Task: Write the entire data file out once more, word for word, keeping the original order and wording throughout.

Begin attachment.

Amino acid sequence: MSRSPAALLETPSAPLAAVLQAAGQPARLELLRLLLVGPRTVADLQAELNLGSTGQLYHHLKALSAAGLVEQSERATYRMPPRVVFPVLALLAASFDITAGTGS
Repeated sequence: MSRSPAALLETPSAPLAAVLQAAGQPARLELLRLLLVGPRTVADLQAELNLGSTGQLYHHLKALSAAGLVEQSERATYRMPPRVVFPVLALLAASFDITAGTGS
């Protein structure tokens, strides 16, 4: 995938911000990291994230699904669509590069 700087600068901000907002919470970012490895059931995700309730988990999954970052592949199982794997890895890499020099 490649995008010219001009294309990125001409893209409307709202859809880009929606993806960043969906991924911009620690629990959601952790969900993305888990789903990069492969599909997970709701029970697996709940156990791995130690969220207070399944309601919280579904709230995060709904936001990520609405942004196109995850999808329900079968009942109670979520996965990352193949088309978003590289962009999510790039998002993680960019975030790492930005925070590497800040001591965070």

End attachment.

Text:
Amino acid sequence: MSRSPAALLETPSAPLAAVLQAAGQPARLELLRLLLVGPRTVADLQAELNLGSTGQLYHHLKALSAAGLVEQSERATYRMPPRVVFPVLALLAASFDITAGTGS
Repeated sequence: MSRSPAALLETPSAPLAAVLQAAGQPARLELLRLLLVGPRTVADLQAELNLGSTGQLYHHLKALSAAGLVEQSERATYRMPPRVVFPVLALLAASFDITAGTGS
């Protein structure tokens, strides 16, 4: 995938911000990291994230699904669509590069 700087600068901000907002919470970012490895059931995700309730988990999954970052592949199982794997890895890499020099 490649995008010219001009294309990125001409893209409307709202859809880009929606993806960043969906991924911009620690629990959601952790969900993305888990789903990069492969599909997970709701029970697996709940156990791995130690969220207070399944309601919280579904709230995060709904936001990520609405942004196109995850999808329900079968009942109670979520996965990352193949088309978003590289962009999510790039998002993680960019975030790492930005925070590497800040001591965070």